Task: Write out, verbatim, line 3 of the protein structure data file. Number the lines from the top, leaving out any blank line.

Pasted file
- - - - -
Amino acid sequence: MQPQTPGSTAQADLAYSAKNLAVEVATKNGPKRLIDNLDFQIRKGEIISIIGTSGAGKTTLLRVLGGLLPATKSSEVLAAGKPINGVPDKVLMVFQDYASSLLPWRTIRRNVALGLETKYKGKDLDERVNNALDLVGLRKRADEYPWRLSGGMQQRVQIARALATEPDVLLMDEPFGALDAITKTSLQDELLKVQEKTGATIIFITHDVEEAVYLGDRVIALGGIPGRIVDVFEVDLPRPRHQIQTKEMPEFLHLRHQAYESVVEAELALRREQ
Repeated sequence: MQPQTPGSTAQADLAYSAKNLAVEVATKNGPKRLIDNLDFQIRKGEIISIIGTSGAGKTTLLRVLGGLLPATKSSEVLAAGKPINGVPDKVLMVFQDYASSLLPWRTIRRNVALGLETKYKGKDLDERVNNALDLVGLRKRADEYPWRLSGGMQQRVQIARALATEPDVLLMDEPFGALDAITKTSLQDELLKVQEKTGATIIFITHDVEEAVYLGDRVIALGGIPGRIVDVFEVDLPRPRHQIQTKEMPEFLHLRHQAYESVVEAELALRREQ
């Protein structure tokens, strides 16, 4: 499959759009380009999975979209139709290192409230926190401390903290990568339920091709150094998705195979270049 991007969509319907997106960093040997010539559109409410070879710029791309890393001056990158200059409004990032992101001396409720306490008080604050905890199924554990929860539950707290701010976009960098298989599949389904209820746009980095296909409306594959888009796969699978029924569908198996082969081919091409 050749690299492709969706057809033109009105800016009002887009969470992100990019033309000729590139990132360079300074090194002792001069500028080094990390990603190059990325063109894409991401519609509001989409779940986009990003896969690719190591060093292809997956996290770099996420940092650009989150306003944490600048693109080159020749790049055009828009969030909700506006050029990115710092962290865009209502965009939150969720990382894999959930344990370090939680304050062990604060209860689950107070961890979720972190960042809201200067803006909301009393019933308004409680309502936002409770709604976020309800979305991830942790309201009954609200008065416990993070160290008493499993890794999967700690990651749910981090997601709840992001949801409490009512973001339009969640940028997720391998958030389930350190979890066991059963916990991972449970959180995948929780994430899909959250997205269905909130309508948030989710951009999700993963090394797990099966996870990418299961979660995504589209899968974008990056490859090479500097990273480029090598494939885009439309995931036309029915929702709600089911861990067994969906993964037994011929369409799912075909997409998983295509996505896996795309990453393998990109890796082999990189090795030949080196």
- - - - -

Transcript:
């Protein structure tokens, strides 16, 4: 499959759009380009999975979209139709290192409230926190401390903290990568339920091709150094998705195979270049 991007969509319907997106960093040997010539559109409410070879710029791309890393001056990158200059409004990032992101001396409720306490008080604050905890199924554990929860539950707290701010976009960098298989599949389904209820746009980095296909409306594959888009796969699978029924569908198996082969081919091409 050749690299492709969706057809033109009105800016009002887009969470992100990019033309000729590139990132360079300074090194002792001069500028080094990390990603190059990325063109894409991401519609509001989409779940986009990003896969690719190591060093292809997956996290770099996420940092650009989150306003944490600048693109080159020749790049055009828009969030909700506006050029990115710092962290865009209502965009939150969720990382894999959930344990370090939680304050062990604060209860689950107070961890979720972190960042809201200067803006909301009393019933308004409680309502936002409770709604976020309800979305991830942790309201009954609200008065416990993070160290008493499993890794999967700690990651749910981090997601709840992001949801409490009512973001339009969640940028997720391998958030389930350190979890066991059963916990991972449970959180995948929780994430899909959250997205269905909130309508948030989710951009999700993963090394797990099966996870990418299961979660995504589209899968974008990056490859090479500097990273480029090598494939885009439309995931036309029915929702709600089911861990067994969906993964037994011929369409799912075909997409998983295509996505896996795309990453393998990109890796082999990189090795030949080196």